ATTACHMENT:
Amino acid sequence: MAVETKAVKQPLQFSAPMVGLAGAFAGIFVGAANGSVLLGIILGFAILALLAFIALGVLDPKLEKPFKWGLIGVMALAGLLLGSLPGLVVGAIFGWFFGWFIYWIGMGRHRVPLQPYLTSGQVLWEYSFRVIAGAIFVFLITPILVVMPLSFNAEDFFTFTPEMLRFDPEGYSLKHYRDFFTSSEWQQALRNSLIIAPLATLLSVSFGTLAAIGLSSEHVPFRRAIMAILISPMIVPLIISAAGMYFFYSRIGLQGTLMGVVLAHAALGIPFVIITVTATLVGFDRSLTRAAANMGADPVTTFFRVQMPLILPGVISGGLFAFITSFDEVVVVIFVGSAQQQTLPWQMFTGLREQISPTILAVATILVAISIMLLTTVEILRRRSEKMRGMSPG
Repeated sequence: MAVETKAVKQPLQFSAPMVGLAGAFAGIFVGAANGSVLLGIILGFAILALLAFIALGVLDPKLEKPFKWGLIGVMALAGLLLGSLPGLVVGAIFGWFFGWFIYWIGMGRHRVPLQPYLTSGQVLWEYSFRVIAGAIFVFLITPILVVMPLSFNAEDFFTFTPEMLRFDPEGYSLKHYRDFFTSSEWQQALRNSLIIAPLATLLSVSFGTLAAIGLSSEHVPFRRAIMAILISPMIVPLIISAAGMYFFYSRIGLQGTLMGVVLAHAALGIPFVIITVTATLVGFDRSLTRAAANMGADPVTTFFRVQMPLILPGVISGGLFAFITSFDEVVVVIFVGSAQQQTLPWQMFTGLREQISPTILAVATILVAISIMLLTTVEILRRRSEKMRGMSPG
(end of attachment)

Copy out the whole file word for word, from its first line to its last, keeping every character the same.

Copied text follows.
Amino acid sequence: MAVETKAVKQPLQFSAPMVGLAGAFAGIFVGAANGSVLLGIILGFAILALLAFIALGVLDPKLEKPFKWGLIGVMALAGLLLGSLPGLVVGAIFGWFFGWFIYWIGMGRHRVPLQPYLTSGQVLWEYSFRVIAGAIFVFLITPILVVMPLSFNAEDFFTFTPEMLRFDPEGYSLKHYRDFFTSSEWQQALRNSLIIAPLATLLSVSFGTLAAIGLSSEHVPFRRAIMAILISPMIVPLIISAAGMYFFYSRIGLQGTLMGVVLAHAALGIPFVIITVTATLVGFDRSLTRAAANMGADPVTTFFRVQMPLILPGVISGGLFAFITSFDEVVVVIFVGSAQQQTLPWQMFTGLREQISPTILAVATILVAISIMLLTTVEILRRRSEKMRGMSPG
Repeated sequence: MAVETKAVKQPLQFSAPMVGLAGAFAGIFVGAANGSVLLGIILGFAILALLAFIALGVLDPKLEKPFKWGLIGVMALAGLLLGSLPGLVVGAIFGWFFGWFIYWIGMGRHRVPLQPYLTSGQVLWEYSFRVIAGAIFVFLITPILVVMPLSFNAEDFFTFTPEMLRFDPEGYSLKHYRDFFTSSEWQQALRNSLIIAPLATLLSVSFGTLAAIGLSSEHVPFRRAIMAILISPMIVPLIISAAGMYFFYSRIGLQGTLMGVVLAHAALGIPFVIITVTATLVGFDRSLTRAAANMGADPVTTFFRVQMPLILPGVISGGLFAFITSFDEVVVVIFVGSAQQQTLPWQMFTGLREQISPTILAVATILVAISIMLLTTVEILRRRSEKMRGMSPG